Glenn Lucero examines a vehicle engine at Quanz Auto Body’s Rio Rancho location on Tuesday, Dec. 14, 2021.
(Matt Hollinshead/Observer)

As much as he views it as a “bummer” to discontinue a local name for his establishment, Quanz Auto Body President Adam Quanz saw plentiful opportunities for continued growth and expansion by joining Crash Champions.

Crash Champions, a national chain operating in 17 states, announced this week it’ll acquire Quanz Auto Body, an Albuquerque-based company with three Duke City locations and one Rio Rancho location, as part of its expansion into the Southwest.

“Our industry is consolidating at a very high, fast rate. Our plan was never to sell, it’s just something that kind of came up over the past few months. A lot of things made sense,” Quanz said. “We’re in the same exact boat with every other business in our community and in the country; you can’t find people, people don’t want to work. And the costs of everything are skyrocketing… These bigger companies can absorb a lot of those costs. The insurance relationships that we’ve relied on over the years have changed, and there’s a lot more performance-based contracts with insurance companies, which cost us dollars.”

Effective Dec. 20, Quanz said his company will officially become Crash Champions, but expects it’ll still take a number of months for signage to change on the buildings.

Quanz Auto Body, which launched operations in 1980, offers services like paint and body work, bumper damage repair and hail damage repair.

Crash Champions CEO Matt Ebert said New Mexico will be the first state in the Southwest to offer Crash Champions locations, adding his company will eventually expand elsewhere in that region.

“We currently go from Missouri to Colorado to California, when you look at the footprint of the states we’re currently in. So, we kind of have some gaps in the map,” he said.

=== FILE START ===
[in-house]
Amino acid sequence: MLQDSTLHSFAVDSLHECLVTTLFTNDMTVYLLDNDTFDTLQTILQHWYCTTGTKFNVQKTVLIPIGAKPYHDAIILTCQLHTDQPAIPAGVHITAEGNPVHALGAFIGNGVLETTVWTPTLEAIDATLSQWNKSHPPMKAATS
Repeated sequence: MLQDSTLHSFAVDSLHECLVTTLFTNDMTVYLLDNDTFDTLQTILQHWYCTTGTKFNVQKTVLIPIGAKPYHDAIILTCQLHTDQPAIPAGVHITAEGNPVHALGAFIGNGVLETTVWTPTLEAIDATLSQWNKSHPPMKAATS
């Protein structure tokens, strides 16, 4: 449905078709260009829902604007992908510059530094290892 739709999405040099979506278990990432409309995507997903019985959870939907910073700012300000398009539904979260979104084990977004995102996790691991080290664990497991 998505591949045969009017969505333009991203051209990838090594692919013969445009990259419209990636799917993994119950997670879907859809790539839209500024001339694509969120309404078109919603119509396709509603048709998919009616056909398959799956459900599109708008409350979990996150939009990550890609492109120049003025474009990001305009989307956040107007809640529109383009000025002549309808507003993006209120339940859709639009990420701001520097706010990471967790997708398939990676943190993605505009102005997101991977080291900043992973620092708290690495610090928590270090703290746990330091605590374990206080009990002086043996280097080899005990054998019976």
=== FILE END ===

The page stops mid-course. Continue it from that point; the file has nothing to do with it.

He also said Quanz’s business model aligns with Crash Champions.

“They’re very focused on keeping their customers happy. They have a lot of satisfied customers. They also have a lot of insurance partners that are happy with the results that they get from Quanz. Similar to us, they do late-model collision repair as opposed to, say, a restoration shop,” Ebert said, adding his company and Quanz Auto Body also focus on manufacturing certification for repairs and training.

Calvyn Encinias scuffs the panel of a red Honda Civic at Quanz Auto Body’s Rio Rancho location on Tuesday, Dec. 14, 2021.
(Matt Hollinshead/Observer)

Quanz said there were challenges in dealing with the “extreme highs and some extreme lows” of running a business during the pandemic.

He also said it’s become tough to compete as a local business because of some challenges New Mexico faces compared to surrounding states.

In the end, Quanz said the opportunity for growth and building more of a statewide presence appealed to him. He said the pluses of the acquisition include offering nationwide repair warranties and extra customer service resources.

“I’ll tell you, Crash Champions will grow in this market and in the state, and it’s going to happen very quickly,” Quanz said, adding it’ll expand with other New Mexico locations outside the Albuquerque metro area in 2022.

Quanz said he will serve as the New Mexico director of operations for Crash Champions, while his brothers will stay on in various roles.

“We’re going to continue basically operating as is. It’s just a name change, with more financial backing and more resources,” he said.

He also said the people inside the shops, insurance company relations, manufacturer certifications, repair quality and existing buildings will remain, adding the only difference is replacing the Quanz logos with Crash Champions logos.